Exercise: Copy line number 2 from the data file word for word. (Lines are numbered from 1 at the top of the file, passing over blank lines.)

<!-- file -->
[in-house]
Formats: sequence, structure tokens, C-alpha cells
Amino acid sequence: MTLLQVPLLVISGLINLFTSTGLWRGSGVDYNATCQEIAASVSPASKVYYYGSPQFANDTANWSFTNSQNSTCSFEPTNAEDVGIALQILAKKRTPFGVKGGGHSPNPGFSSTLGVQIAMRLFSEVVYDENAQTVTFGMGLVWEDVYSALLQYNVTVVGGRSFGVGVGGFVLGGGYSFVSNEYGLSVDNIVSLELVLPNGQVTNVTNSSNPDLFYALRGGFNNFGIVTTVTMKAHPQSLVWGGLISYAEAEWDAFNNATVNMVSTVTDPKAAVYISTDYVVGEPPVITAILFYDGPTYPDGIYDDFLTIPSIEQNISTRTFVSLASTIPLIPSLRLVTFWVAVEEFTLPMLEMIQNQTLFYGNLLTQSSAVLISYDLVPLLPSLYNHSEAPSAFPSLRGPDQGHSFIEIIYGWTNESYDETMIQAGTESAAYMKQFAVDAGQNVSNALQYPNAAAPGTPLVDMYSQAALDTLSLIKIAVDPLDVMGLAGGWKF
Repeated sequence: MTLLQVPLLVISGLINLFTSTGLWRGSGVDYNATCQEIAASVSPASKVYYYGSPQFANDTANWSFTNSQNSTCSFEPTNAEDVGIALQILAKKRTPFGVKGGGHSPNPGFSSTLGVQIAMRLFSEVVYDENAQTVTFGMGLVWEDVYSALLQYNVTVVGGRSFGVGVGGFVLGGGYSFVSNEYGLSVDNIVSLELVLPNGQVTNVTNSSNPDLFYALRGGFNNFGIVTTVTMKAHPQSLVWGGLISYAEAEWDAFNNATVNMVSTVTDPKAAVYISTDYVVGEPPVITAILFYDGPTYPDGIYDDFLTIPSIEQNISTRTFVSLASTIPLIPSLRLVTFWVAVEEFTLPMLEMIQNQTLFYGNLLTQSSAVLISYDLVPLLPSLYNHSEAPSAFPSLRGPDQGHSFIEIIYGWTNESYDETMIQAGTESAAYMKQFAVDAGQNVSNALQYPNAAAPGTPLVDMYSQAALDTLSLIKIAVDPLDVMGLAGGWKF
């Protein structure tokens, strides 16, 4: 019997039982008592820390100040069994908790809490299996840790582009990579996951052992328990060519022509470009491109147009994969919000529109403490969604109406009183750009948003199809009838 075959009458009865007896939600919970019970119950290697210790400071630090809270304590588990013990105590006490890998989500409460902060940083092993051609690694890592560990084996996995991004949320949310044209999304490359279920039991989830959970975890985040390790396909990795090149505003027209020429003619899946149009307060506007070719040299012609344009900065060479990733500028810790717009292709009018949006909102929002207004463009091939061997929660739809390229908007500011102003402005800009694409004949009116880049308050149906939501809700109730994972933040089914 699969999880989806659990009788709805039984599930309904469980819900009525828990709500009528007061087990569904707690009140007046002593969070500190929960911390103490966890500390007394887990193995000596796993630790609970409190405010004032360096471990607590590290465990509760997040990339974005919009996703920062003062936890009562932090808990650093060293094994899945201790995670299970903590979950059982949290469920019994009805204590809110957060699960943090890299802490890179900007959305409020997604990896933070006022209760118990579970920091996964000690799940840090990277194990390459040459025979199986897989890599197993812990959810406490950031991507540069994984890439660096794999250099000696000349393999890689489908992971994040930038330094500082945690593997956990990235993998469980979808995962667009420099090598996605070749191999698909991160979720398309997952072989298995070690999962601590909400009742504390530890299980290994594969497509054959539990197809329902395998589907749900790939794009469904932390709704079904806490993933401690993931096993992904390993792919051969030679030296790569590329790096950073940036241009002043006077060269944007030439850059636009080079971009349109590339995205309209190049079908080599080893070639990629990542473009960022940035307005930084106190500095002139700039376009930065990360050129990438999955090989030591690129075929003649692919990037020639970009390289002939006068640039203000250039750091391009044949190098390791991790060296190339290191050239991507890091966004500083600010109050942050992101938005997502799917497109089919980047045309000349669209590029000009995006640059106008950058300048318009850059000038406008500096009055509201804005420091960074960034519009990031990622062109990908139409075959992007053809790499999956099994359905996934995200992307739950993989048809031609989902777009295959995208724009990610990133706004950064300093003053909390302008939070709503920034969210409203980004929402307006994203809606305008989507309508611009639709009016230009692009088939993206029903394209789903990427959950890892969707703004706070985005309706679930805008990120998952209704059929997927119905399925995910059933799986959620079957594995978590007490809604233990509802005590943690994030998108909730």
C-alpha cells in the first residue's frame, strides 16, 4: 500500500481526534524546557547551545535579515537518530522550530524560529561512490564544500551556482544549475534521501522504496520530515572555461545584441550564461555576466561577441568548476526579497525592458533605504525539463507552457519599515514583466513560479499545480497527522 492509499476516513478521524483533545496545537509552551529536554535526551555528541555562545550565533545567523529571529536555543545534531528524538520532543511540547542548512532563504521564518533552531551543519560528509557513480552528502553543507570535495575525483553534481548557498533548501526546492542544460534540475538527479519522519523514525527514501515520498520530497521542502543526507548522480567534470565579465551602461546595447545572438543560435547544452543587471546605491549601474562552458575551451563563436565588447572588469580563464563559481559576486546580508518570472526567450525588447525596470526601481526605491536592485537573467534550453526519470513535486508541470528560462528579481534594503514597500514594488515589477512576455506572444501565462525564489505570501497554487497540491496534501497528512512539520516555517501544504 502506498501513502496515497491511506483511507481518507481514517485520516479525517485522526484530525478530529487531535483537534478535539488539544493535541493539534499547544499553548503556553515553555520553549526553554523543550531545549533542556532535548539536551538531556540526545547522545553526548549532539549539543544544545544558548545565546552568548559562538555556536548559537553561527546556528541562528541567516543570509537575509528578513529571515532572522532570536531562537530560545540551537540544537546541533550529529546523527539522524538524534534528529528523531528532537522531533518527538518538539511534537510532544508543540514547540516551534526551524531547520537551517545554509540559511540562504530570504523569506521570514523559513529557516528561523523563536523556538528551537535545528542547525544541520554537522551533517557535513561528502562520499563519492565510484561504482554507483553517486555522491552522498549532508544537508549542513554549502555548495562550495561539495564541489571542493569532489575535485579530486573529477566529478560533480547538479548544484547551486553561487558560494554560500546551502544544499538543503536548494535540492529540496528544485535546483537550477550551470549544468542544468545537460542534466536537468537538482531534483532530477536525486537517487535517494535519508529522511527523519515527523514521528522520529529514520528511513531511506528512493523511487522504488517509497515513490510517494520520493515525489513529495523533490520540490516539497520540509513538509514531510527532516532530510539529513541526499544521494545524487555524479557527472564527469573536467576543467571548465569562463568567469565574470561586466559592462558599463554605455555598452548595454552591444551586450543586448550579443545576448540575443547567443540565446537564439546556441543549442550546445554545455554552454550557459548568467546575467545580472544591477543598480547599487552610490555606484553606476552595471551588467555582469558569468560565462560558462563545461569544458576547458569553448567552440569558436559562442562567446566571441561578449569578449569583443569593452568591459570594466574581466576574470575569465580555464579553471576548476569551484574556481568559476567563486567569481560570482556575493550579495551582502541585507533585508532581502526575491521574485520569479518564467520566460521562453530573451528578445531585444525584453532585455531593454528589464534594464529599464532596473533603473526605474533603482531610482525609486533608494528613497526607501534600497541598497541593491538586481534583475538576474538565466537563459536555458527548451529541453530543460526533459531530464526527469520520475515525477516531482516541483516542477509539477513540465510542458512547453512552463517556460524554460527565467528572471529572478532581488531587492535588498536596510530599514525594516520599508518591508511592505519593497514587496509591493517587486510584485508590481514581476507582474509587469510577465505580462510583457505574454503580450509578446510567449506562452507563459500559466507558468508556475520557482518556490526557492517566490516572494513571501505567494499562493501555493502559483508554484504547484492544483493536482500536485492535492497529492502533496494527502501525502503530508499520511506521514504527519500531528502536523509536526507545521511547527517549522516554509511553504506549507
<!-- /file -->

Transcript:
Formats: sequence, structure tokens, C-alpha cells